Some keepers suggest that 2 weeks is adequate time to reduce feeding hours, but it is better to wait and make your ducklings’ health top priority.

Nourishment for Baby Ducks

Knowing what to feed a duckling is as important as knowing when to feed.

Ducks are omnivores which allows for a lot of variety in their diet. Introducing a range of nutritionally fulfilling food to ducklings early will be beneficial to them when they grow into adult ducks.

A good diet for ducklings and adolescent ducks means strong adult ducks with high-quality eggs. What efforts can you take to ensure that ducklings get nutritious food?

What Do Ducklings Eat?

It is good to start with waterfowl starter crumbles or mash. If you decide to give mash, make sure that is wet so that ducklings can eat it with ease. In case, duckling crumbles are not available, try chick starter with some additional supplements. Remember, do not purchase a medicated chick starter for ducklings as it can be potentially deadly for them. Also do not feed baby duckling adult duck food as the calcium content is too high and can, in the worst case, be lethal for baby ducks.

For ducklings that are below two weeks old, their feed should contain 18 to 20% protein. For ducklings older than two weeks, 15 to 16% protein is essential and the same goes for adult ducks.

If you decide to feed chick starter due to unavailability of waterfowl starter, supplement the food with niacin. Ducklings need a higher amount of niacin than chicks. To make up for low niacin in chick starter, add 0.5 cup pf brewer’s yeast in 10 lbs. of duck feed or get niacin tablets to add in water.

Protein Checklist for Ducklings and Ducks

  • 18% to 20% for two weeks old or below
  • 16% to 18% for two to eight weeks old
  • 15% to 16% for eight weeks and above

We have already established that adding variety to a duck’s diet is very beneficial. Chop up some veggies and fruits into small pieced to feed to your lovely ducklings. Their favorites veggies and fruits include cabbage, lettuce, peas, and strawberries.

Ducks do not have teeth; they use small rocks and sands to crush their food. If your ducklings are in the brooder, they cannot forage rocks therefore you should provide them with grit. Also, make sure that ducklings have clean water available at all times.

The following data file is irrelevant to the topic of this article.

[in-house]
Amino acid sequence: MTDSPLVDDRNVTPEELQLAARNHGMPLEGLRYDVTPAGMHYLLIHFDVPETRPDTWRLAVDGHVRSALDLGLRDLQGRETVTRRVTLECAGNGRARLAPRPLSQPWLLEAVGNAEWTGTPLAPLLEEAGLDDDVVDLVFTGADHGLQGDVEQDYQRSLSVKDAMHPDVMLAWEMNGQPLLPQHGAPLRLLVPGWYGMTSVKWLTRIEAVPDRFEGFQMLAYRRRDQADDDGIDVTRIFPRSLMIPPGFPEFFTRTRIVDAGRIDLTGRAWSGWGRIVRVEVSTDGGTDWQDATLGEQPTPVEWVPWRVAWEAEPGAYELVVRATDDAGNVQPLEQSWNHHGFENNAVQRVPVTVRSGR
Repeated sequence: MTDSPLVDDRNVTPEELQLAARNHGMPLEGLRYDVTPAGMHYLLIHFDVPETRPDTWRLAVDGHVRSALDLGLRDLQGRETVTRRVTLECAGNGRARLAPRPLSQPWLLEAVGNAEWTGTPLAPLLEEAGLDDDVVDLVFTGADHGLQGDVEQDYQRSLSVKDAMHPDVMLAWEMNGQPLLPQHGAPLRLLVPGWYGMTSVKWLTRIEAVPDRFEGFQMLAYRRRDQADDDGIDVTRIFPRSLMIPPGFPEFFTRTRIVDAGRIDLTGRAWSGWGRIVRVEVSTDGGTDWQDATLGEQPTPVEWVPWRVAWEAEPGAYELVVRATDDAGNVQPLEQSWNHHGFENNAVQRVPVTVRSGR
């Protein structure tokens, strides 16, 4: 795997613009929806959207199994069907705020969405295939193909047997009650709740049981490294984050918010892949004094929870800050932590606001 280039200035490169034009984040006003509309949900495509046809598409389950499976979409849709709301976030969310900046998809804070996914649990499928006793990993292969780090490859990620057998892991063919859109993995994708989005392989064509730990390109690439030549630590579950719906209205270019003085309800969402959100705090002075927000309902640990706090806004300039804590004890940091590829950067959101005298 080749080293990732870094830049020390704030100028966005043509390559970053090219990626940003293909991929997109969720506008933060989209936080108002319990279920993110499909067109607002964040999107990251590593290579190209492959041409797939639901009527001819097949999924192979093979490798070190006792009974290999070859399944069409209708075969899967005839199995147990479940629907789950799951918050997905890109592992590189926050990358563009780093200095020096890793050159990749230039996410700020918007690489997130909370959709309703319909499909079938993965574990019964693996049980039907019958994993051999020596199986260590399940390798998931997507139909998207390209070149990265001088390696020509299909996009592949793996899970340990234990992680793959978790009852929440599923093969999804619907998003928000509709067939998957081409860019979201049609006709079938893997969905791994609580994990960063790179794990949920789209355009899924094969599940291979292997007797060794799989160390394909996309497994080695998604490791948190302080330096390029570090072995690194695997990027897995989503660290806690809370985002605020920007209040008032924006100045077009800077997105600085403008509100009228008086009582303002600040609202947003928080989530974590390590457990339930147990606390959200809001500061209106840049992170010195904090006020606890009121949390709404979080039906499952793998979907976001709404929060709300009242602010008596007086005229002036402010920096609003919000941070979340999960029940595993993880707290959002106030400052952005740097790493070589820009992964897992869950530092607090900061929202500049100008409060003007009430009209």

Foods to Avoid

Ducklings are cute and fluffy, but they are also very fragile. There is a long list of foods that can be toxic or unhealthy for them. Duckling may not get sick right away, but they will certainly be affected. Avoid these foods for your ducklings:

  • Bread
  • Chocolate
  • Onions
  • Spinach
  • Sugary treats
  • Junk Food
  • Pet Food like Cat food
  • Avocado
  • Citrus Fruits
  • Apple Seeds
  • White Potatoes
  • Tomato Leaves

Besides the foods above, do not rely on just greens or grains to feed the ducklings. It does not fulfill their protein and other dietary requirements and can badly affect their health.

Now that you know when and what to feed your ducklings, you are almost ready to raise them. Besides food, ducklings have other needs too, hence research the basics before getting started. Pick the food that is appropriate for ducklings and add the required supplements. Avoid potentially dangerous food and ensure that food and water are available at all times or 80% of the day. Give them some love and watch them grow into healthy and happy ducks!


Hi, My name is Rasmus. I am a hobby "polytarian" and a backyard farmer. Ever since I was a baby, I have been surrounded by poultry of all kinds. This blog is my way of sharing what I have learned from my bird-crazy family, books, and my personal experience.